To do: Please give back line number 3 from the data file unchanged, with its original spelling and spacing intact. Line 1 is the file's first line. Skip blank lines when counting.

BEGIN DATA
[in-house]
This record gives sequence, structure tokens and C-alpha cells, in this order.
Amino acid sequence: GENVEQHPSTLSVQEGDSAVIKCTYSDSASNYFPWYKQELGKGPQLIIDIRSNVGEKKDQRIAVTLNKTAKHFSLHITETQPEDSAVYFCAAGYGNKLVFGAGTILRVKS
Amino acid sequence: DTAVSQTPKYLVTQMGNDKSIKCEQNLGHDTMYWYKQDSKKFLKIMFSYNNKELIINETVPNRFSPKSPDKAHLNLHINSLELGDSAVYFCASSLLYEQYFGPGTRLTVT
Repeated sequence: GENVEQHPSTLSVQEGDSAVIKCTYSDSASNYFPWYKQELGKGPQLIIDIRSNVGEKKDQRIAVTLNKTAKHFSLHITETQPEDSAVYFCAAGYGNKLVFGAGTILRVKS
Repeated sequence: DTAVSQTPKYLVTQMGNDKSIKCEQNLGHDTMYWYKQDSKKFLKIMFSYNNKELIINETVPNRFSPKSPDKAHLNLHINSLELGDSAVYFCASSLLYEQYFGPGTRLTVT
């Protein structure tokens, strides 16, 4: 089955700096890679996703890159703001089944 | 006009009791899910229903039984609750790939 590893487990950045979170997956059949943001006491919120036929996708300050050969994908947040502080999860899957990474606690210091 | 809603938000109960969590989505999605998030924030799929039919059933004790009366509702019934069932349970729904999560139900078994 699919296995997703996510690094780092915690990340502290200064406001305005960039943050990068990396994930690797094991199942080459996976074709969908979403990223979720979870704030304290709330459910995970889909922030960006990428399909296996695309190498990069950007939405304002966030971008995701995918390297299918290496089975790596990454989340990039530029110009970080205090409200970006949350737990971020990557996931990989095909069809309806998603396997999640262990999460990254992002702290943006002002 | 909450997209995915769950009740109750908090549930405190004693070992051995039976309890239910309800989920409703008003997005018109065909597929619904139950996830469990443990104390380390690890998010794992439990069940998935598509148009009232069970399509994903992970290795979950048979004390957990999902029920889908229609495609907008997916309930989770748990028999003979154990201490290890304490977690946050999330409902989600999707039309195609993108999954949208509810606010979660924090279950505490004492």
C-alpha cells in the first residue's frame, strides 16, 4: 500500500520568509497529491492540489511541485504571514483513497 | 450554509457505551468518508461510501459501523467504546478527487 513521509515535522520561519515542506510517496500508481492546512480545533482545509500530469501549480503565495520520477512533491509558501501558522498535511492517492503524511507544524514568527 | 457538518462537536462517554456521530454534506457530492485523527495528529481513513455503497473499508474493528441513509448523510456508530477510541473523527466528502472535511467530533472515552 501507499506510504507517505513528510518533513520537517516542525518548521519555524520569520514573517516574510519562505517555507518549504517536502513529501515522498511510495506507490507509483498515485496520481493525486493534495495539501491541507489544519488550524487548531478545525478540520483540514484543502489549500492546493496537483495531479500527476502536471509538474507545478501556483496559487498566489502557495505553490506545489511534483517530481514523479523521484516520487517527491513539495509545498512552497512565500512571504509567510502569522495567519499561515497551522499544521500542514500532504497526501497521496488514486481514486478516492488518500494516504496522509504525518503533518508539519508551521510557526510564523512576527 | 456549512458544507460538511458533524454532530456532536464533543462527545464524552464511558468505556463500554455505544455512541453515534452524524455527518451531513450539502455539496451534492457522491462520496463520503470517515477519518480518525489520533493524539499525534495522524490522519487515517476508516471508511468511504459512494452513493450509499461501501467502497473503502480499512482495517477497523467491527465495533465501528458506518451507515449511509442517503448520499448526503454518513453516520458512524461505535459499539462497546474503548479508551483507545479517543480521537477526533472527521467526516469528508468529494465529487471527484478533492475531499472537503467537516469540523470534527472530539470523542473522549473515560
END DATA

Amino acid sequence: GENVEQHPSTLSVQEGDSAVIKCTYSDSASNYFPWYKQELGKGPQLIIDIRSNVGEKKDQRIAVTLNKTAKHFSLHITETQPEDSAVYFCAAGYGNKLVFGAGTILRVKS